Return on (Product) Intelligence

John Cutler

Former Product Evangelist at Amplitude

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3 -minute Read,

Posted on June 19, 2019

Amplitude product evangelist John Cutler digs into the challenges of forecasting product intelligence ROI, and why it is important to not lose the forest through the trees.

Like many B2B SaaS companies, at Amplitude we frequently get asked to provide prospect-specific ROI estimates for our product. “What will our return on investment be if we purchase your product?” I have extremely passionate teammates working on this challenge, and it is challenging. Why? It’s easy to point to existing customers and talk about outcomes, and we have the luxury of having lots of amazing success stories to choose from (see Patreon, Calm, Instacart, Blue Apron). But it is a lot harder to estimate ROI for a company that isn’t currently using the product (even when you’re confident it could be a game-changer for them).

There’s an extra layer to this I find very interesting. The core problem that Amplitude solves for is the very problem that leaves prospects asking for an ROI estimate. It’s a bit of a Catch-22. Let me explain. A company that has a reasonable sense of their decision quality, a sense of the factors contributing to customer LTV (lifetime value), and has specific data-informed wins (and losses) to point to for reference, has a much easier time deciding for themselves what the ROI might be for increased speed-to-insights, depth/breadth of insights, and improved collaboration.

Some companies that ask us for ROI estimates are missing key data points (e.g. CAC, LTV, new user activation rate, current monthly retention). Other companies track these key product metrics, and watch them move, but are failing to close the learn-build-measure loop. They can’t link their product decisions to impact. These are the types of companies that get the highest ROI from investing in us, but are the most difficult to quantify.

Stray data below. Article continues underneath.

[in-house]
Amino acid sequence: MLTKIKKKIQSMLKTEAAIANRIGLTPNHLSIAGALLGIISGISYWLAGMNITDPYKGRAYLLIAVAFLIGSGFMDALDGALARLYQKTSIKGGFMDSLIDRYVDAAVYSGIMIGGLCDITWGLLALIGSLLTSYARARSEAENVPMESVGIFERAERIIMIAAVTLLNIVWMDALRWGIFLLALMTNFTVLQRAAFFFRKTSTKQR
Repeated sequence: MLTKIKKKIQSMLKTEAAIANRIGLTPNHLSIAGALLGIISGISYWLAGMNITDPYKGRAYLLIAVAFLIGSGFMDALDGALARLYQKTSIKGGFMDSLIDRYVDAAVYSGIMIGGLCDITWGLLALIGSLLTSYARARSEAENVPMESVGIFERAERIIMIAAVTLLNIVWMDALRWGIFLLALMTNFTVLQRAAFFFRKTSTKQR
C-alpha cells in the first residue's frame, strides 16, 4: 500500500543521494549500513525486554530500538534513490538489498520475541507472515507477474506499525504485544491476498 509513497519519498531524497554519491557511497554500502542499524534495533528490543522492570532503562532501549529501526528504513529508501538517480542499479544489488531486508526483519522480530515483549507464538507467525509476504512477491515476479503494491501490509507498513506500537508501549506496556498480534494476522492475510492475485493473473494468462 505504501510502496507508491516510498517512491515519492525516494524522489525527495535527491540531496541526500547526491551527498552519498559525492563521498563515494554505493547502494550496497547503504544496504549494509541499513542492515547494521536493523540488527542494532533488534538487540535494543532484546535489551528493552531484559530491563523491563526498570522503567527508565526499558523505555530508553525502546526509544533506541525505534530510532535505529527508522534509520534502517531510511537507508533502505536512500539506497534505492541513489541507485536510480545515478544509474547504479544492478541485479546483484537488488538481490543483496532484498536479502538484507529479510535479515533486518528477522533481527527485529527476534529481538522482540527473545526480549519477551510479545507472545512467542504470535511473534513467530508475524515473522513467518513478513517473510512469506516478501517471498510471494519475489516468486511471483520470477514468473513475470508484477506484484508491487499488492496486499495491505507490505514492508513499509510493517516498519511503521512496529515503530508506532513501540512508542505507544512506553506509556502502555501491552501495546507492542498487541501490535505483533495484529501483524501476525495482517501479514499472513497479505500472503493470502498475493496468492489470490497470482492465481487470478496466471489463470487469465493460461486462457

Put simply, to have some idea about what improved decision quality and velocity might look like in your environment, you’ll need to have some sense of your baseline. And if you To have some idea about what improved decision quality and velocity might look like in your environment, you’ll need to have some sense of your baseline. don’t, then that’s your first order of business. Here’s a good initial exercise. Pick a metric related to retention, engagement, expansion, time-to-value—whatever—and reflect on your team’s ability to impact that metric over the last 6-12 months. How did you do? Was that easy? Hard?

A variation on this thought exercise (especially if you’re having difficulty with the question above) is to ask how much you’d be willing to pay for a better sense of your own ROI as a team! It’s a decent framing for the value of product intelligence. But it is also an important prerequisite to the Amplitude (or similar product) ROI discussion.